The action lasted about an hour; the force engaged on our side did not exceed 225 men, that of the enemy was 500 infantry, with 200 cavalry in reserve who did not take an active part. The enemy's loss was, to our certain knowledge, 68 killed and 70 wounded, including Col. Dixon and Lieut.-Col. Walker, of the Second Texas Mounted Rifles, who were both badly wounded. We have reason to believe that a much larger number of the enemy were wounded than they acknowledged at the time. Our loss was 7 killed and 32 wounded, including two killed and 15 wounded from the One Hundred and Seventy-sixth. Our force being worn out with exhaustion and fatigue, and uncertain as to the number of the enemy, did not attempt to pursue them. A word or two concerning the conduct of the One Hundred and Seventy-sixth, while under fire: Although it was the first time they had been in action, not a man flinched, but all stood like veterans. Our Ma[???]e, MORGAN MORGANS, Jr., distinguished himself by his gallantry and bravery. This was his first fight, vet his orders were delivered as coolly as if drilling the battalion; receiving no orders, he fought as long as there was a rebel to be shot at.
On Monday reinforcements arrived, under Col. Cahill, consisting of the Ninth Connecticut and the Fifteenth Maine. On Tuesday the One Hundred and Seventy-sixth New-York and the Fifteenth Maine, with a section of artillery and a company of cavalry, advanced to Thibodeaux, and found the enemy had left the night previous for Brashear City. Our battalion remained at Thibodeaux till Wednesday, when, receiving intelligence of the approach of a large body of the enemy, we fell back to La Fourche, from whence the entire force fell back to Boutte Station. Our battalion was sent to New-Orleans, where we first heard of the capture of Brashear.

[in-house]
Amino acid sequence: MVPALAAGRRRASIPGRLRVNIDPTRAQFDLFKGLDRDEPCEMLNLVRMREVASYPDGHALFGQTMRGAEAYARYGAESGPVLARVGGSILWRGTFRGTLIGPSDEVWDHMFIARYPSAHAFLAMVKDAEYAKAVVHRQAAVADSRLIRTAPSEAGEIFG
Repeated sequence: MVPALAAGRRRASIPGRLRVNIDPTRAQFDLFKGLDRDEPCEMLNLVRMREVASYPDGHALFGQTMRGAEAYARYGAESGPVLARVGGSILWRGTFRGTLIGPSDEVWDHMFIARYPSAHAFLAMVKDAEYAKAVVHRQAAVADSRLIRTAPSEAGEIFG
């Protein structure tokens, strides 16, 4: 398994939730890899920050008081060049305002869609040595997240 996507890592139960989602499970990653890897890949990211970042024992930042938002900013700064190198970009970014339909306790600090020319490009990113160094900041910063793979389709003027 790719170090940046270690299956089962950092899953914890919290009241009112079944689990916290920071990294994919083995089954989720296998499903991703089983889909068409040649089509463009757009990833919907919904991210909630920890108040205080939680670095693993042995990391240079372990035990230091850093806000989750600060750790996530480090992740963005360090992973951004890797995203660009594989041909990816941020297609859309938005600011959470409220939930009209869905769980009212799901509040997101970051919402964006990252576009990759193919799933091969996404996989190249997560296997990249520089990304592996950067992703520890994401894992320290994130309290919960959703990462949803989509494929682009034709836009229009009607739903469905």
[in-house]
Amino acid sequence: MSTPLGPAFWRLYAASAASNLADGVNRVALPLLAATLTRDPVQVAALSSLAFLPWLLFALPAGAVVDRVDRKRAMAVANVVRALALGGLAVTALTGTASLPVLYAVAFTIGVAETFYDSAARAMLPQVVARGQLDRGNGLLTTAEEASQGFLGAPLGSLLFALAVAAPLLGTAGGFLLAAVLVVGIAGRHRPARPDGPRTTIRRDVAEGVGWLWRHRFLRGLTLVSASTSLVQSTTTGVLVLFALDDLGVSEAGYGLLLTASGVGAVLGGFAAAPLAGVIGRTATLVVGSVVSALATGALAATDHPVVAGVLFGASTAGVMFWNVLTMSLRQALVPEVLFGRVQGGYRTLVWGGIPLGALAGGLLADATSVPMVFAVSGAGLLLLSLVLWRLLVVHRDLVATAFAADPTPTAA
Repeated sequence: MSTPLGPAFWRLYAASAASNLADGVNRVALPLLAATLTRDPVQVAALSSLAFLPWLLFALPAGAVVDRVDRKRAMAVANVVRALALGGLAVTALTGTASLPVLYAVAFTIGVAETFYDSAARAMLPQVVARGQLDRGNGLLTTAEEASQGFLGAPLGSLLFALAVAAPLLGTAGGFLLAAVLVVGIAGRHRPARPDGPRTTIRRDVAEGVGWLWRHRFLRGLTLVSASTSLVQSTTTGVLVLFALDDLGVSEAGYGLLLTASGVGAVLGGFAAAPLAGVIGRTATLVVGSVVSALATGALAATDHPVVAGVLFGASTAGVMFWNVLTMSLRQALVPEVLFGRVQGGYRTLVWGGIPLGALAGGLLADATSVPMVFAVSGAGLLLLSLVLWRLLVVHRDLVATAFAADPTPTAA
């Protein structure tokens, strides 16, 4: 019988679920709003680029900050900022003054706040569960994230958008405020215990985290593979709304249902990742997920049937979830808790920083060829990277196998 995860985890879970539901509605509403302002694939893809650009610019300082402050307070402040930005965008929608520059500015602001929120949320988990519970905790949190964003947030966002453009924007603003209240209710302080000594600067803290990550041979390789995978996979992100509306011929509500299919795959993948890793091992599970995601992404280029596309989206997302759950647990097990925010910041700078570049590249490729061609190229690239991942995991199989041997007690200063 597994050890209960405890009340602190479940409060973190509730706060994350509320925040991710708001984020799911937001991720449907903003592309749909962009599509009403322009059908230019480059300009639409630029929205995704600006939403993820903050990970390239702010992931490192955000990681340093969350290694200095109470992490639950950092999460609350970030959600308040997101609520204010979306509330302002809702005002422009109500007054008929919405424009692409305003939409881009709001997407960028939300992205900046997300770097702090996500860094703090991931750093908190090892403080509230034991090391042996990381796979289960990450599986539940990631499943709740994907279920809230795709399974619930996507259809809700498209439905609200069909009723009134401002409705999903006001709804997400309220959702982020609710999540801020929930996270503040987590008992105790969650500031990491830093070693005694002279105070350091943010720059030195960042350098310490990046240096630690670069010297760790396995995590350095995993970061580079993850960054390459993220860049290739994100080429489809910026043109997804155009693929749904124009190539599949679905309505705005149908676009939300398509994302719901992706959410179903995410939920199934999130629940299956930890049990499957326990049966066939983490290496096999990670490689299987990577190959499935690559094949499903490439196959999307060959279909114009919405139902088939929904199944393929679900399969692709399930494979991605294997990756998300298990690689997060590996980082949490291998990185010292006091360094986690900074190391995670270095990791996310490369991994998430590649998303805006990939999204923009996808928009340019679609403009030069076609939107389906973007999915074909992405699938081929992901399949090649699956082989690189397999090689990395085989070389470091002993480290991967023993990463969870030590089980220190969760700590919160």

On the arrival of the men who had been paroled we learned the full particulars. It seems that Lieut. Col. Duganne left Brashear with all the force, infantry and artillery, be could get together, on Sunday, June 21st, and cams down to Bayou Boeuf Station with about 300 men. The enemy made some offensive demonstrations to attract attention, meanwhile crossing a portion of their force in sugar coolers and piroques, at the head of Bayou Boeuf, whence they went up to Brashear City. At four o'clock on Tuesday moraine, June 23, the enemy opened upon Brashear from across the bay with a battery of ten or twelve pieces; heavy firing was continued for several hours, attracting the attention of the few men there, who were, with few exceptions, sick and convalescents, when suddenly the Confederate yell was heard in the rear, and a force of about three hundred was discovered close at hand. There being no leader, the men fought in little squads for a short time, but were overpowered by numbers. Our gallant Colonel, Charles C. Holt, who had been sick for nearly three months, mounted his horse to endeavor to rally the men, but fell twice. A colored company of the Second regiment Ullman's brigade made a good stand, but were cut to pieces, and, I understand, alt killed -- the last seen of them, their Commander stood with a few men about him, fighting desperately. The Provost-Guard, some 12 men under Lieut. L.W. Stevenson, also did well; the Lieutenant and three of the men were wounded. It is currently reported that the commanding officer of the post. Major Anthony, of the Second Rhode Island cavalry, did nothing to rally the men or to defend the place in the least.